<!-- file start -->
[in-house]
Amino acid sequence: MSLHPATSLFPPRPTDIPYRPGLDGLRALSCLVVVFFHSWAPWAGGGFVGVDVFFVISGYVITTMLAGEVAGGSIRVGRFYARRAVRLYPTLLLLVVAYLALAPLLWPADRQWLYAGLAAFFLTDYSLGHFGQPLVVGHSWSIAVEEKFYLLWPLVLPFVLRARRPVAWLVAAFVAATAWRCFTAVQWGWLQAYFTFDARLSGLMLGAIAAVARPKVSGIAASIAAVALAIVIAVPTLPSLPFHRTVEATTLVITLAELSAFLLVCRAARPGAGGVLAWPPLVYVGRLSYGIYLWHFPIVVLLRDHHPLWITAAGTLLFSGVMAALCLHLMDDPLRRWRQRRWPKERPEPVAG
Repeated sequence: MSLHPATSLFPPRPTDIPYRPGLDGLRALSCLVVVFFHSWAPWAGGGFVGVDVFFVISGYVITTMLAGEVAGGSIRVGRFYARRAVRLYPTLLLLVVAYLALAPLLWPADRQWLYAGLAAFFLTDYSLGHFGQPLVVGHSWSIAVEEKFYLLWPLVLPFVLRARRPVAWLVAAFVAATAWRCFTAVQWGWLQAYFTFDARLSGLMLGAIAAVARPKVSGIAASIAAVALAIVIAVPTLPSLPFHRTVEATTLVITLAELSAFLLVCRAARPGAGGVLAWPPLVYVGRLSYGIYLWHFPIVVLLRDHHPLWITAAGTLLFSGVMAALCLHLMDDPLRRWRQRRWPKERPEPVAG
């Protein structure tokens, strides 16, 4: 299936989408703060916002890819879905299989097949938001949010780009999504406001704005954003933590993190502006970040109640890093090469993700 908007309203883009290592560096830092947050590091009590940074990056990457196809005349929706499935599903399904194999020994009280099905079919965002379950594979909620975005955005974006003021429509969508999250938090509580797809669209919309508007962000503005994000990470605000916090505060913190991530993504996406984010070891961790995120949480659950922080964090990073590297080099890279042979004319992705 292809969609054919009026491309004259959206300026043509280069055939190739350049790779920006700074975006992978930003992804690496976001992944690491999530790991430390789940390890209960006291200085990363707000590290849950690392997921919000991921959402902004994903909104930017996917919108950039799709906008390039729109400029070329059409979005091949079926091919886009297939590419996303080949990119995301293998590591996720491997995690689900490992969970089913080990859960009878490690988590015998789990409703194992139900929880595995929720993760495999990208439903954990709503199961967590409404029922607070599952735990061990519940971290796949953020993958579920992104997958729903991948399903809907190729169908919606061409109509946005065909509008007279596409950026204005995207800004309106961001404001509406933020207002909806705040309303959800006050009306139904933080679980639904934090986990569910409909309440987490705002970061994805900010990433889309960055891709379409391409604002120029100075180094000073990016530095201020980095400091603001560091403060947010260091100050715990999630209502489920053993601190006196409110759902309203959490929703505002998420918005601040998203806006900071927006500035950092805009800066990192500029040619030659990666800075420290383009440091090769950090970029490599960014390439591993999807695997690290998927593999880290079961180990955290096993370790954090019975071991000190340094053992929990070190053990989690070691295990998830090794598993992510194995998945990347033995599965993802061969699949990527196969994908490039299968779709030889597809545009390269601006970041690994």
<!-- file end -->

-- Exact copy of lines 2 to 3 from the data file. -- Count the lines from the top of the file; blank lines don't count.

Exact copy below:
Amino acid sequence: MSLHPATSLFPPRPTDIPYRPGLDGLRALSCLVVVFFHSWAPWAGGGFVGVDVFFVISGYVITTMLAGEVAGGSIRVGRFYARRAVRLYPTLLLLVVAYLALAPLLWPADRQWLYAGLAAFFLTDYSLGHFGQPLVVGHSWSIAVEEKFYLLWPLVLPFVLRARRPVAWLVAAFVAATAWRCFTAVQWGWLQAYFTFDARLSGLMLGAIAAVARPKVSGIAASIAAVALAIVIAVPTLPSLPFHRTVEATTLVITLAELSAFLLVCRAARPGAGGVLAWPPLVYVGRLSYGIYLWHFPIVVLLRDHHPLWITAAGTLLFSGVMAALCLHLMDDPLRRWRQRRWPKERPEPVAG
Repeated sequence: MSLHPATSLFPPRPTDIPYRPGLDGLRALSCLVVVFFHSWAPWAGGGFVGVDVFFVISGYVITTMLAGEVAGGSIRVGRFYARRAVRLYPTLLLLVVAYLALAPLLWPADRQWLYAGLAAFFLTDYSLGHFGQPLVVGHSWSIAVEEKFYLLWPLVLPFVLRARRPVAWLVAAFVAATAWRCFTAVQWGWLQAYFTFDARLSGLMLGAIAAVARPKVSGIAASIAAVALAIVIAVPTLPSLPFHRTVEATTLVITLAELSAFLLVCRAARPGAGGVLAWPPLVYVGRLSYGIYLWHFPIVVLLRDHHPLWITAAGTLLFSGVMAALCLHLMDDPLRRWRQRRWPKERPEPVAG